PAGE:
Proceed at your own risk.
“At the cost of your youngest child its gates will be lifted.”
The long cold winter of 1965 gave way finally to warm and lazy days which drew me and my sisters to the Smoke Rise beach. The thick ice upon which Richard Wohltmann and I had walked to the chapel months earlier had long since melted revealing the dark green waters of Lake Kinnelon shimmering with yellow highlights.
Speckled across the beach were various colored blankets and beach towels hosting hair-perfect lipsticked ladies chatting about current events. Their rhinestone sunglasses and beach hats softened the afternoon sun. The air was familiar with the smell of wet bathing suits, suntan oils, perfume and burgers grilling at the food stand. My friends and I dug in the sand lost in dreams of worlds far away. My sisters sat in their new bikinis playing a recently learned game of Bridge; their skin pale and marble next to their bronze-colored Italian friends. Each fascinated by the other.
Muffled sounds of life blended together; splashing, laughing, coughing, the tapping of a metal clasp against the flag pole in the breeze. Mothers called out, “Come eat!” while children cried back “Watch this Mom!” Here and there little battery powered radios were all tuned to AM 77 WABC. A favorite song played over and over during the day, “Do the Mouse.” It was from the popular “Soupy Sales” show. There wasn’t a kid on the beach who didn’t watch it. It still makes me smile. [Here's a link on YouTube to Soupy Sales with Pookie and White Fang.]
Between songs WABC’s popular DJ, Cousin Brucie, would deliver up his characteristically enthusiastic phrase:
“Is this The Place? Gotta’ be the place! ‘Cause there’s no other place….a’like this place!”
He was so right. This was the place. There was no other quite like it.
Spread before us was our world - The Lake. On the left, the boat docks with little boys standing at the ends casting their fishing rods, the chapel behind in the distance. In front the roped-in swimming area and lifeguard stand, a tanned young man sitting watchfully. Little brightly colored sailboats drifted in the background. Moving to the right, was the rotunda, crowned by serious looking adults in long pants, socks and dress shirts. These new masters had replaced the Kinneys for dominion over this special land. They sat on beach chairs smoking cigars and surveying the scene.
Further to the right of the rotunda, however, was an area of the beach that was more menacing somehow. It was a stretch of beach that everyone just sort of knew should be avoided. I can recall stepping into the waters there just once. The water seemed darker and when I took a small step in, the thick organic muck at the bottom seemed to grab my foot and hold it there. I shivered and pulled back. Everyone somehow knew to avoid this section of beach. Few sat over there. Only the “edgy” or the outcast would even consider it.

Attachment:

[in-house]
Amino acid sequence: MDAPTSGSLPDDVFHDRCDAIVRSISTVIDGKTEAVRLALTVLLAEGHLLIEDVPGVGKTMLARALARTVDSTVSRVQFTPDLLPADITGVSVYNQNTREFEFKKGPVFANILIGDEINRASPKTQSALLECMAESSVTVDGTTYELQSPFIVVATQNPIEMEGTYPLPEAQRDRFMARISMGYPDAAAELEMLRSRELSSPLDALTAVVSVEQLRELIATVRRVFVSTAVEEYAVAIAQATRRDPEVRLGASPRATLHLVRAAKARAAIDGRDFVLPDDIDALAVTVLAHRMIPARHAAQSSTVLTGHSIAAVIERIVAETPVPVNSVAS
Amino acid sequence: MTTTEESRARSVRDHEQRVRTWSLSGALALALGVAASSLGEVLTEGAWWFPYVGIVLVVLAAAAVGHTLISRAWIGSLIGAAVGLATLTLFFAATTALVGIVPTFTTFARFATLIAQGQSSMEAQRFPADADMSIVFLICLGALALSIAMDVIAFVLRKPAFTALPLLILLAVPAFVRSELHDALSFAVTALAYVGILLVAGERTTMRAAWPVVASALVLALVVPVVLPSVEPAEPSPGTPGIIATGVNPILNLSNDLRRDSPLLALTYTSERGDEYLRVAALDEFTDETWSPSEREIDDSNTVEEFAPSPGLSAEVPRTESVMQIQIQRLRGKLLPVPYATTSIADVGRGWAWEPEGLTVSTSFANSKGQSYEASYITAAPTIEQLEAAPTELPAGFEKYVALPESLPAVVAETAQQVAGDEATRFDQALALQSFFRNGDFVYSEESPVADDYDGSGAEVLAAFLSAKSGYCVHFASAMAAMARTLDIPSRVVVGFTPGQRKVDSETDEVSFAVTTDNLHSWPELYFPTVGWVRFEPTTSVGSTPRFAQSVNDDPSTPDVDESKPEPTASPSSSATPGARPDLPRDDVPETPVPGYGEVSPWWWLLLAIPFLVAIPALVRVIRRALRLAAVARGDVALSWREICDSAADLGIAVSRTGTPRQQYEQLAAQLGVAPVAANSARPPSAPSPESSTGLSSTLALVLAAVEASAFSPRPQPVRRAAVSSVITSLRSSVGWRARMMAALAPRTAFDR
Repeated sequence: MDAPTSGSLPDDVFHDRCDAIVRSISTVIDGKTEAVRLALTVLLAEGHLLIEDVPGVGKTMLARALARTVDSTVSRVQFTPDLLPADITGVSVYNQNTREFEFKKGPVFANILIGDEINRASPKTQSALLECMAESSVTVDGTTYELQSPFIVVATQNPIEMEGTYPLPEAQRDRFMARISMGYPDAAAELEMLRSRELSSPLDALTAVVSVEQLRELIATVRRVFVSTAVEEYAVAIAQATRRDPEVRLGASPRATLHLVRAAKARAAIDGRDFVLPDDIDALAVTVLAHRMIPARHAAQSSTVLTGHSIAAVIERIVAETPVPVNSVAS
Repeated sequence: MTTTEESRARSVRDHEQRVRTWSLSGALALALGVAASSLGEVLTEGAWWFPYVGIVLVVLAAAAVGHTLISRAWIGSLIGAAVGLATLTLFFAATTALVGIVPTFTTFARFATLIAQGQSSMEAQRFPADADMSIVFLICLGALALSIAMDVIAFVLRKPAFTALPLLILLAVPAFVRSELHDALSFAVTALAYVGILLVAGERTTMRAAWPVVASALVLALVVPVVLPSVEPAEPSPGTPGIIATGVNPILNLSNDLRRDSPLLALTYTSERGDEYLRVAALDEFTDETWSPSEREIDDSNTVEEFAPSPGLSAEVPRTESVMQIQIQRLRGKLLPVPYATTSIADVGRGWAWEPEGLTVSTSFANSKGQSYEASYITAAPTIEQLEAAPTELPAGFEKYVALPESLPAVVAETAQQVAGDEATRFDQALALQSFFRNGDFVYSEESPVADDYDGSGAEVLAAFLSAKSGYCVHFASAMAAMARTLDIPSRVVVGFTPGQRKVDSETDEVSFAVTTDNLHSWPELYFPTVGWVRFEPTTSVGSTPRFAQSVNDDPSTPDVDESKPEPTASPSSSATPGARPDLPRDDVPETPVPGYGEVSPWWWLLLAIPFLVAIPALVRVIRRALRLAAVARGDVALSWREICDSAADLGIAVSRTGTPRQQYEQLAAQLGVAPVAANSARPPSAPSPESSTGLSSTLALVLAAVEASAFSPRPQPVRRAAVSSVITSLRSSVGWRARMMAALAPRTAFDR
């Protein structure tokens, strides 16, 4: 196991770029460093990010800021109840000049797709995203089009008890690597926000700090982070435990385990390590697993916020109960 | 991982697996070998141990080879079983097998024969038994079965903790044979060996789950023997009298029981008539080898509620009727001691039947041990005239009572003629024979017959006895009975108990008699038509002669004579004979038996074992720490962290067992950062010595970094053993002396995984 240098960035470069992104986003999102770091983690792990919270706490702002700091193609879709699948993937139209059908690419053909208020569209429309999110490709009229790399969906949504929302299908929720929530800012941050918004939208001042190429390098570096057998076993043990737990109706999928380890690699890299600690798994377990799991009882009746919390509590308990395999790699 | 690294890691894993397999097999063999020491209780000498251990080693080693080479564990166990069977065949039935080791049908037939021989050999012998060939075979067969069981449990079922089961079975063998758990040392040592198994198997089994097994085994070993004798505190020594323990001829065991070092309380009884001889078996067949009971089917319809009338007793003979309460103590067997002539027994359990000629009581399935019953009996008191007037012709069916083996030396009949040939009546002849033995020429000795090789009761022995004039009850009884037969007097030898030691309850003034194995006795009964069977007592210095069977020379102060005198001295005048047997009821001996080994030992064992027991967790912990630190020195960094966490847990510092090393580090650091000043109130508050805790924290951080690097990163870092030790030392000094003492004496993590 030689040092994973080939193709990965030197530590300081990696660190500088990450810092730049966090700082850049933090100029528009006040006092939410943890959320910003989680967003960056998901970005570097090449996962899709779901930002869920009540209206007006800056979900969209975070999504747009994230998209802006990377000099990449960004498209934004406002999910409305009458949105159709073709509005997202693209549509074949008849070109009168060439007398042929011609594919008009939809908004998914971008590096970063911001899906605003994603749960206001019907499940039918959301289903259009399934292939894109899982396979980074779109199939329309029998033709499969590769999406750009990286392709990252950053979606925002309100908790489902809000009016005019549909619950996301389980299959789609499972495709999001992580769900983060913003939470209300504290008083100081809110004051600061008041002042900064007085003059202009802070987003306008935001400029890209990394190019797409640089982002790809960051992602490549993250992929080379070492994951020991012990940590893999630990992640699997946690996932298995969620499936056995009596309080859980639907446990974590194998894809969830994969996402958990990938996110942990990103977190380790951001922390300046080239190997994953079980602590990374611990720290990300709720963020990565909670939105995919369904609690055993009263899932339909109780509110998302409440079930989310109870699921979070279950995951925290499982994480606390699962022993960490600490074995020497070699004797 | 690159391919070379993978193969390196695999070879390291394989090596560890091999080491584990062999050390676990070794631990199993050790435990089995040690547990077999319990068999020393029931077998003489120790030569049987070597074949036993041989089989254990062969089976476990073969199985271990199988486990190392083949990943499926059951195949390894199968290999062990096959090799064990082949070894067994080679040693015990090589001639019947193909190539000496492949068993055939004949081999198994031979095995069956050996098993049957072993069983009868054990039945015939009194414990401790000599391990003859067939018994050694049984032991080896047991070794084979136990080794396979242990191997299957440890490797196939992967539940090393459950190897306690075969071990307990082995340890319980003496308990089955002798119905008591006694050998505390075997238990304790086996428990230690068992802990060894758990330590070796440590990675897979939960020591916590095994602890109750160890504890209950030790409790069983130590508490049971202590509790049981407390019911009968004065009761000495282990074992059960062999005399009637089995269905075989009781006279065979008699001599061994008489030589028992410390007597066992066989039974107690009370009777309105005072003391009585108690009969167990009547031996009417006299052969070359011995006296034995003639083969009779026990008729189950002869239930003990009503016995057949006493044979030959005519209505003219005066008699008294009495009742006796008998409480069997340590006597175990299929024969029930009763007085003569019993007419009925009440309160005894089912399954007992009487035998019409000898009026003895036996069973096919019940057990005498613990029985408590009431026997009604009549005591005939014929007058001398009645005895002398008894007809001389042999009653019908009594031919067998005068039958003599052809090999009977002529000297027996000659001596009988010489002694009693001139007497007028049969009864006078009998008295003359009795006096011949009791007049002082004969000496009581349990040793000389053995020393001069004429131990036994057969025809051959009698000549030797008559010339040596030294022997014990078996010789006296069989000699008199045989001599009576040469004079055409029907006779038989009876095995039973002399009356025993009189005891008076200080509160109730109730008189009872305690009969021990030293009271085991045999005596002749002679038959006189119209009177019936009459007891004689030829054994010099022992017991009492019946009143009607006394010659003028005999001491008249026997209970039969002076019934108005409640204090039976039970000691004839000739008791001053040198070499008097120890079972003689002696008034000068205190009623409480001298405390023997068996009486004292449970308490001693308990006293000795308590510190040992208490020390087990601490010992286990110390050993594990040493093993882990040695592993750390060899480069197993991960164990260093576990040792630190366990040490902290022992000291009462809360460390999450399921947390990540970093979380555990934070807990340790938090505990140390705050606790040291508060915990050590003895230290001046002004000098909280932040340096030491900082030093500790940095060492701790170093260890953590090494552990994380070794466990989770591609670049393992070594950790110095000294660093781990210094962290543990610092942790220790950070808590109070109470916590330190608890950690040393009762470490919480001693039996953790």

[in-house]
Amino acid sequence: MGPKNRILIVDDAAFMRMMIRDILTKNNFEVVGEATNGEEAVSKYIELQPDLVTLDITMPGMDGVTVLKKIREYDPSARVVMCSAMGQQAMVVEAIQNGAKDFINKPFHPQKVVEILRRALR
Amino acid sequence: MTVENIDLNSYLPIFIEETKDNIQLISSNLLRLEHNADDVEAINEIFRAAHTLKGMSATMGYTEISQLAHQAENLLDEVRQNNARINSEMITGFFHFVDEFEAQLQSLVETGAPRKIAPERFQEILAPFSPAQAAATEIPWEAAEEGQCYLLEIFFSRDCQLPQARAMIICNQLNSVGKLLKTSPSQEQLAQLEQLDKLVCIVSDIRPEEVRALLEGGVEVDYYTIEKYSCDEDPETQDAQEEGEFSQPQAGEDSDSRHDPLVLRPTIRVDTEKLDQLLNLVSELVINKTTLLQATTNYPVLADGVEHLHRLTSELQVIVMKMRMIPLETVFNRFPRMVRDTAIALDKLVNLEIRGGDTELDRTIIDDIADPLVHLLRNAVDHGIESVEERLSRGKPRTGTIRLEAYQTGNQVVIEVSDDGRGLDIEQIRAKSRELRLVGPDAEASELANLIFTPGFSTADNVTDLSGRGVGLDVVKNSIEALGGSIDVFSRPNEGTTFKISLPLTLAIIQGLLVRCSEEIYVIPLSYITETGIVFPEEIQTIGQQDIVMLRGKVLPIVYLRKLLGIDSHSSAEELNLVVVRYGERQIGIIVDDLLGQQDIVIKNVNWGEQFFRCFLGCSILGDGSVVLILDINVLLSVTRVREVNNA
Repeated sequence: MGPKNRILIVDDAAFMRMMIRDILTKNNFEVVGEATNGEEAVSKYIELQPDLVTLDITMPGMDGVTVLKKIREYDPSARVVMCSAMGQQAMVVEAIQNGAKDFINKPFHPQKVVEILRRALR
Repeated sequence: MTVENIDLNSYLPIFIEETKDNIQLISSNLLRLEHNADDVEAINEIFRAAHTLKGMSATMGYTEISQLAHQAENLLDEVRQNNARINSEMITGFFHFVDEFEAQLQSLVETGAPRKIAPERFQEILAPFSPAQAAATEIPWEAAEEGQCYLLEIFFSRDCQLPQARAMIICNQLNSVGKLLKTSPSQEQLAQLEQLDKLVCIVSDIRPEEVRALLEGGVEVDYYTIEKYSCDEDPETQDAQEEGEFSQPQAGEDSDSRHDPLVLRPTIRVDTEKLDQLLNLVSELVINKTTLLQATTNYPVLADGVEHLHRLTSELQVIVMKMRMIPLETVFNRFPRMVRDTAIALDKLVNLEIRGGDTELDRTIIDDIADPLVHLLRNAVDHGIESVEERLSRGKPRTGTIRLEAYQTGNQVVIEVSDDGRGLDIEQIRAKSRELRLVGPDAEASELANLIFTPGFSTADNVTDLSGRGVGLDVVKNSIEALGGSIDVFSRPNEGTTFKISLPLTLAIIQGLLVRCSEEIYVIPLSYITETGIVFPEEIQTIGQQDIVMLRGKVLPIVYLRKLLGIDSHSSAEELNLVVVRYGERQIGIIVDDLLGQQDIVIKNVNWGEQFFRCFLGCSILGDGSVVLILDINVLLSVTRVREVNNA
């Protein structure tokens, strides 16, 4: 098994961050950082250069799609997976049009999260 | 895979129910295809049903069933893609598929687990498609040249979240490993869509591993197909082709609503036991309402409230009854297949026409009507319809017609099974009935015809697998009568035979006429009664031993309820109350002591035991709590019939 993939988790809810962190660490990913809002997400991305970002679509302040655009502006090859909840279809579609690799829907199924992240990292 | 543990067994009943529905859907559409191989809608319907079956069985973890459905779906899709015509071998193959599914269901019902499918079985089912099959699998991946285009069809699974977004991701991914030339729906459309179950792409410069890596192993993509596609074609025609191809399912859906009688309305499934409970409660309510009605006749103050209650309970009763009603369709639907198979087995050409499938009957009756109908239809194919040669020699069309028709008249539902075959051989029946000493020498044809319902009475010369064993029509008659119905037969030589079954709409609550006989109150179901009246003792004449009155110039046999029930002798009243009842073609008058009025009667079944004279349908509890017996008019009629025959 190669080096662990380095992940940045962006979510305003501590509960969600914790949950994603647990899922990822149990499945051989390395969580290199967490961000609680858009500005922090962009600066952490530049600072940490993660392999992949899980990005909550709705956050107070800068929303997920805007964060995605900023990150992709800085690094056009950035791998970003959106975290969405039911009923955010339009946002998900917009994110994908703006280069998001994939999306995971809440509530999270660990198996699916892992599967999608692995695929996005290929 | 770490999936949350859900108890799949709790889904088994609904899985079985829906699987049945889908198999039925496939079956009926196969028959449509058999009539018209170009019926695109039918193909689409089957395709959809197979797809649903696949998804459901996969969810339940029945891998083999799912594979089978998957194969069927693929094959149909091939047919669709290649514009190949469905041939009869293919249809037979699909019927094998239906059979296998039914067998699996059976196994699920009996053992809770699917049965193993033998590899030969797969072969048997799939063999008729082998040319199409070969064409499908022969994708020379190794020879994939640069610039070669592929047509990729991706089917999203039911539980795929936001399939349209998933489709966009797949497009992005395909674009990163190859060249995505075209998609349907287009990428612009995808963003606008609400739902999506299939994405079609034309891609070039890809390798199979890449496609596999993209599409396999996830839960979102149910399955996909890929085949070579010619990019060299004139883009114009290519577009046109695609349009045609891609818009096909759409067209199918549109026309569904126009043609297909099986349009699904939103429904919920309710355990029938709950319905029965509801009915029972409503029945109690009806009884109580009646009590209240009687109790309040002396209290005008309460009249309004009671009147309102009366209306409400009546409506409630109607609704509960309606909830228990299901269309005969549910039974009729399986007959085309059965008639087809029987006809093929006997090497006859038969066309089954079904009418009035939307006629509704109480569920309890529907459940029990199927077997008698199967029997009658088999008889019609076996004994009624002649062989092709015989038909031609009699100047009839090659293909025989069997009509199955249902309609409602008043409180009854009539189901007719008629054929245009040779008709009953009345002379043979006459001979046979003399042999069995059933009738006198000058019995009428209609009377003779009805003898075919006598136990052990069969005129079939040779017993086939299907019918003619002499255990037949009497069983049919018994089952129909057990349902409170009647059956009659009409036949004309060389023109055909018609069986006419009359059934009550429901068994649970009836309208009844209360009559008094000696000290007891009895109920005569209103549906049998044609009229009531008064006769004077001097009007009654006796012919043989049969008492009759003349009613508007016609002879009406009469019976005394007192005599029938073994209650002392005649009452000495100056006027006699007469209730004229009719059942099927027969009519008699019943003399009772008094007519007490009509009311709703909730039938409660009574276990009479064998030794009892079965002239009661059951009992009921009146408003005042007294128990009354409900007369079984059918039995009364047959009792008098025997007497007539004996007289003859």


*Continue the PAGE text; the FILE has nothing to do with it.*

Cloistered within our gated womb one could be forgiven for not noticing the great changes going on in the world outside. 1964 had just seen the passage of a landmark civil rights bill in the US which rendered discrimination illegal. But that kind of sweeping change doesn’t come easy and during 1966 and ‘67 violent race riots broke out in hundreds of American cities. But that was far away and it was well outside of our gates.
However, my father’s world, the place where he worked, was outside the gates.
Dad was in Real Estate and development from the 1950s through 2005. He spoke of times that today seem unimaginable. A time, for example, when Italians were not permitted to buy a home in any of the Northern NJ lake communities. High Crest Lake, Fayson Lakes, Lindy Lake, Packanack Lake and all the rest were off-limits. He used to tell me about the little man who developed and sold Packanack Lake. The man used to call my Dad several times a year to remind him to tell his 85 sales agents, many of whom were Italians-Americans, not to show Packanack Lake property to any “undesirables”, including fellow Italians.
In ways similar to those of gated communities all over America at the time, a review board would determine who “qualified” to move in. To their credit, unlike the other surrounding lake communities, the Smoke Rise Lake Community had begun to allow Italians in a few years before my Dad and Mom sat before them in 1962. Dad told me what that process was like: You’d be offered drinks to loosen you up and then you’d have a casual chat with the six board members. The goal was to suss out whom you were and if you “fit.” A few weeks after your meeting, a letter from the board would arrive advising you whether you’d been approved by the board or not. Mom and Dad, of Irish and Scottish descent, made the grade, though it did come with one string attached: So afraid of my Dad’s Real Estate juggernaut at the time and fearing potential competition, they put a capricious deed restriction on our home on Orchard Road that prevented Dad from practicing Real Estate within Smoke Rise. I suppose they could do anything they wanted back then. To his credit, my Dad honored the agreement long after such restrictions were deemed illegal. “A man’s only as good as his word, son” he’d say when I quizzed him about it.
In 1964 a young man named Milton Supman got a job in New York and went before the Smoke Rise review board. He had arrived from California and wanted to raise his family in a safe place.
He was sent a letter a few weeks later advising him he’d been turned down; they didn’t need to give you a reason back then. He moved elsewhere offering no struggle. The children of Smoke Rise, hearing later about the denial, were crushed. You see, Milton Supman, the man deemed “unsuitable” was better known by his stage name, Soupy Sales. We could watch his antics on TV, but he couldn’t join us at The Place.
Time passed and by the mid 60s the civil rights movement was in full force not only in America, but globally. Spain allowed the first native Jewish child to be born there in 500 years, on January 2nd, 1966, for example. But, it was little Suburban Wayne New Jersey that would electrify the country when an insignificant school board election was suddenly the focus of the nations press.
The election was being held to fill 3 vacant seats. Two of the five running were Jewish, Mr. Mandall and Mr. Kraus. A week before the election, the school board’s vice president was quoted in the paper as saying:
"Most Jewish people are liberals, especially when it comes to spending for education. If Kraus and Mandell are elected and Lafer [another Jewish board member] is in for two more years, that means a three to six vote [on the nine member board]. It would only take two more votes for a majority and Wayne would be in real financial trouble. Two more votes and we may lose what is left of the Christ in Christmas celebrations in our schools. Think of it!”